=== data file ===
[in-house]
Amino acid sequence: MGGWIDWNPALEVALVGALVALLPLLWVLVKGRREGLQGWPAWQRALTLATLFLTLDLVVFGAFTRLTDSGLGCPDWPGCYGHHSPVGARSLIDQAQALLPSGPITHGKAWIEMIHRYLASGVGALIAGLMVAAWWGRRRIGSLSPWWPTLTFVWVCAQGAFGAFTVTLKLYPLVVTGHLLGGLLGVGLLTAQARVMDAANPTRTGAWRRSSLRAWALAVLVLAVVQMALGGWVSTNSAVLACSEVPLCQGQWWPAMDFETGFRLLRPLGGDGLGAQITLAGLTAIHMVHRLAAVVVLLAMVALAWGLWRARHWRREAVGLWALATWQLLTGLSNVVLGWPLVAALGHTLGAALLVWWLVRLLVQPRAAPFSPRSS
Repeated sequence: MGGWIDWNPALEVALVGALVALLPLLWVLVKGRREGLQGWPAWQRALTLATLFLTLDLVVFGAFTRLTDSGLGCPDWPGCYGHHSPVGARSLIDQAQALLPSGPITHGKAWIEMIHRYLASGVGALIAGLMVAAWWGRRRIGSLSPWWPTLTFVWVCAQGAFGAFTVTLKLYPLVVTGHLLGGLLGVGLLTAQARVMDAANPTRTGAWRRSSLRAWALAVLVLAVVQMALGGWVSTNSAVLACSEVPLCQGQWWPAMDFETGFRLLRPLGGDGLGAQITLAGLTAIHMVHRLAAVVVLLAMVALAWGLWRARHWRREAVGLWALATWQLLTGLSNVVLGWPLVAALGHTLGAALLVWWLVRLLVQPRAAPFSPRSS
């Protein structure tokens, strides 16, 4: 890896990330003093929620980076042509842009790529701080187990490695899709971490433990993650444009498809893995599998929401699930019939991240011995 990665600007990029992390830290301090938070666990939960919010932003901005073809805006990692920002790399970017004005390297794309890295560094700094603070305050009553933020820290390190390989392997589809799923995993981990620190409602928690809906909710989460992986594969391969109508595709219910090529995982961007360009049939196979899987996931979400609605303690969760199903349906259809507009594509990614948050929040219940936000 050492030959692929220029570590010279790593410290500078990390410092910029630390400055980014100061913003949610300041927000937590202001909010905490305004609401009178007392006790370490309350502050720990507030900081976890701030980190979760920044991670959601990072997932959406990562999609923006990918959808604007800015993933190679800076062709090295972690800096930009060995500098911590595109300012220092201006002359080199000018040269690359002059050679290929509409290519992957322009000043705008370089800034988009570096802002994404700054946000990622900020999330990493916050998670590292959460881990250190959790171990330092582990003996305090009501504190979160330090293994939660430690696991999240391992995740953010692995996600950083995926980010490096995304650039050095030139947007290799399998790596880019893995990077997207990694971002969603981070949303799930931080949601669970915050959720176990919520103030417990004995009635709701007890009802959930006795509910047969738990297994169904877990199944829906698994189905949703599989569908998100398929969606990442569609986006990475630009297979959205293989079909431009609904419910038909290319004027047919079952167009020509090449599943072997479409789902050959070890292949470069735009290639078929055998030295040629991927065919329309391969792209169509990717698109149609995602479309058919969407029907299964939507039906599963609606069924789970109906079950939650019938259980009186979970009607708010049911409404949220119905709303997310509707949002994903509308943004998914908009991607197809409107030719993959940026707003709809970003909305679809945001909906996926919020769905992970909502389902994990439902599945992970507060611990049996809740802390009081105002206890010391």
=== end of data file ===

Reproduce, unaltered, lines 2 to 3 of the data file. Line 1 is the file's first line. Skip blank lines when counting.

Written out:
Amino acid sequence: MGGWIDWNPALEVALVGALVALLPLLWVLVKGRREGLQGWPAWQRALTLATLFLTLDLVVFGAFTRLTDSGLGCPDWPGCYGHHSPVGARSLIDQAQALLPSGPITHGKAWIEMIHRYLASGVGALIAGLMVAAWWGRRRIGSLSPWWPTLTFVWVCAQGAFGAFTVTLKLYPLVVTGHLLGGLLGVGLLTAQARVMDAANPTRTGAWRRSSLRAWALAVLVLAVVQMALGGWVSTNSAVLACSEVPLCQGQWWPAMDFETGFRLLRPLGGDGLGAQITLAGLTAIHMVHRLAAVVVLLAMVALAWGLWRARHWRREAVGLWALATWQLLTGLSNVVLGWPLVAALGHTLGAALLVWWLVRLLVQPRAAPFSPRSS
Repeated sequence: MGGWIDWNPALEVALVGALVALLPLLWVLVKGRREGLQGWPAWQRALTLATLFLTLDLVVFGAFTRLTDSGLGCPDWPGCYGHHSPVGARSLIDQAQALLPSGPITHGKAWIEMIHRYLASGVGALIAGLMVAAWWGRRRIGSLSPWWPTLTFVWVCAQGAFGAFTVTLKLYPLVVTGHLLGGLLGVGLLTAQARVMDAANPTRTGAWRRSSLRAWALAVLVLAVVQMALGGWVSTNSAVLACSEVPLCQGQWWPAMDFETGFRLLRPLGGDGLGAQITLAGLTAIHMVHRLAAVVVLLAMVALAWGLWRARHWRREAVGLWALATWQLLTGLSNVVLGWPLVAALGHTLGAALLVWWLVRLLVQPRAAPFSPRSS